13 January 2019

Lawrence Jones MBE and Craig Charles at Farinet Hotel Verbier

Meeting an old friend Craig Charles in Verbier

Throughout my life there have been moments when it became clear I had to adapt. The world is continually changing and, if you don’t evolve, you get left behind.

One of the moments when this was most noticeable in my life was when I hit 30.

I’d done a stint working in Granada after they bought my very small music business. I knew that whilst music and writing was my passion, I had to put down my manuscript paper and close the piano lid to focus my attentions in an entirely different direction.

It’s not easy turning your back on something you love, something you have dedicated your life to, but 30 is an interesting age. It is one of those landmark ages where you are reminded by so many people that it’s time to knuckle down.

Catch 22

I’d done a similar thing five years earlier when I was playing the piano in hotels and restaurants. My favourite of these was the Midland Hotel. So many relationships I forged back then shaped me and I still have life-long friends from the time I worked there.

It was a catch 22 situation and I’d probably be there to this day, if it hadn’t been for a chance meeting with the cast of Red Dwarf.

When you play the piano in the lobby of a hotel, you get to watch the world go by. Pilots and airline staff checking in and out, business people, rockstars and celebs of every type. I learned pretty early on that creative people gravitate towards each other. It was clear. I struck up conversations with so many people and built some good friendships with the most unlikely people who you’d only ever expect to see on the television.

Craig Charles, Danny who played the Cat, and Norman who played the computer screen along with the rest of the cast of RedDwarf used to check in every week when they were filming in Manchester. I used to look forward to their arrival. Like clockwork on the Wednesday night, they arrive and their energy stood out in what was rather a formal environment.


One time they had made a remote control suitcase and left it in the middle of the lobby. Sat in the corner by the piano they’d have great fun making people jump out of their skin as the suitcase shot across the room.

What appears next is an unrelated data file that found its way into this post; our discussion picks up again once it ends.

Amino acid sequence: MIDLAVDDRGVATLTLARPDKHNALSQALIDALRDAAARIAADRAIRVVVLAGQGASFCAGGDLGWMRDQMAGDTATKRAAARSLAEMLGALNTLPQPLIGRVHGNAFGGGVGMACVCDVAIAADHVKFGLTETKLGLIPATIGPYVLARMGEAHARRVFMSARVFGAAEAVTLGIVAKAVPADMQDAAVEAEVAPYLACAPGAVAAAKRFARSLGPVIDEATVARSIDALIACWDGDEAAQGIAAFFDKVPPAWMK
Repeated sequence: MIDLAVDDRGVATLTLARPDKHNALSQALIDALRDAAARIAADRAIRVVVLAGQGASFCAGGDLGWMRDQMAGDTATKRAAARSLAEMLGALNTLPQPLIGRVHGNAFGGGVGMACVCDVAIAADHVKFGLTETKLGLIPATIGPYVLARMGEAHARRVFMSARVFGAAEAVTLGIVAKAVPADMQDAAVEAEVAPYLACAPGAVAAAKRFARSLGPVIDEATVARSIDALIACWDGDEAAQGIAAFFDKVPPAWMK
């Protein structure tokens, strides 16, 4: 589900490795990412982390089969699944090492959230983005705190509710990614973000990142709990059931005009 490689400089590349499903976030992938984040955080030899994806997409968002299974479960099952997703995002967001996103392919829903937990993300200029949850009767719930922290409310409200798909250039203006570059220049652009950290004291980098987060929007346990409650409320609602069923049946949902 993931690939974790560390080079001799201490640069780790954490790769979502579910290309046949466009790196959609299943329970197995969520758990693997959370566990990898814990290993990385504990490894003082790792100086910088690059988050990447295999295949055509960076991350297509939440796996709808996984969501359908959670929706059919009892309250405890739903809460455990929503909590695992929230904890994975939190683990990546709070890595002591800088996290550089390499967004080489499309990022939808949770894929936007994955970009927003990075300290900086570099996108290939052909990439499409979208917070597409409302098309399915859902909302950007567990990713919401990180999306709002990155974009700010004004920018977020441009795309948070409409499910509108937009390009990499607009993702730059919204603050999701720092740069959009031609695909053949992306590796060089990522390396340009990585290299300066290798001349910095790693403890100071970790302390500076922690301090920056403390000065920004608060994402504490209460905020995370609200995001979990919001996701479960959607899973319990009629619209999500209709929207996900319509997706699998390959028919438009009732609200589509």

I got to know Craig really well and he was a good friend albeit for a short era of my life. He was four years older than me and hugely successful; he was someone I looked up to.

Manchester has always been an amazing city, just like it’s making a name for itself in tech these days, back then, it was the centre of the world for music. The most notorious club, the Hacienda, was somewhere where we’d go every week without fail.

One such time, on my birthday, in the bar downstairs in the Haç called the Gay Traitor, Craig ordered a ridiculous amount of shots. He then turned to the barman when he’d finished pouring them saying, and the same for my friend too.


It was a long night with an even longer walk back to the Midland where Craig was staying. Heading across the lobby I caught the eye of the general manager Shaun McCarthy. He was sitting with Sir Alex Ferguson and a lady from Coronation Street. He looked suitably unimpressed and I knew I was in trouble.

Fate has a funny way of working things out for you.

At the time I thought my world had ended. I received a letter in the post from the Food and Beverage Manager saying it was time for a fresh new look for the Octagon. My stint at the Midland was over.

Businesses just like people have to reform, as I learned the hard way and it was a costly but very valuable lesson.

A few days later I received bad news from another hotel. I’d lost that job too.

It was time to reform.

Shake upVerbier ski slopes

It was this shake up that sent me in the direction of building the agency called The Music Design Company. This was the business that Granada went on to buy off me a few years later.

After Granada, I took Gail the first night I met her in Albert Square to a bar ironically called Reform.

It was time to reinvent myself again.

Roll on the clock 20 years and my statement that creative people continue to gravitate towards each other is still firmly ingrained in my mind.

Booked in to play at our Hotel Le Farinet in Verbier, Switzerland, on Friday night was none other than Craig Charles.

That time again

After the Midland I’d knuckled down to build my first business. Partying was replaced by quiet nights with friends. And, with not playing at the Midland where Craig stayed, I stopped seeing the cast of Red Dwarf.

Sitting next to Craig and saying hello for the first time in 25 years was surreal. His success doesn’t need any announcing. He is an extraordinarily talented, intelligent and hardworking chap, so it’s no surprise that he’s continued in the same vein and become incredibly successful.

It was a lovely moment, stood in the corner of the Le Farinet with friends, with Craig on the decks. Yet, whilst so much has happened in those 25 years, it was as if time had stopped dead in its tracks.

Stood outside in the freezing cold at the end of the night Craig recited a few poems to me. With his arm tight around my neck, he spoke in his unmistakable accent. His style of speaking fast and slow. He shared the most moving poem about his mum who died some years earlier.

If we live for the special moments in life, that was one just there. A lesson somehow that I have to decipher. To pause for thought to work out my next direction and plan of attack.

It is without doubt one of those moments again, time to reform. Time chase some of my dreams that may have been sidelined for one reason or another, time to help others chase theirs.

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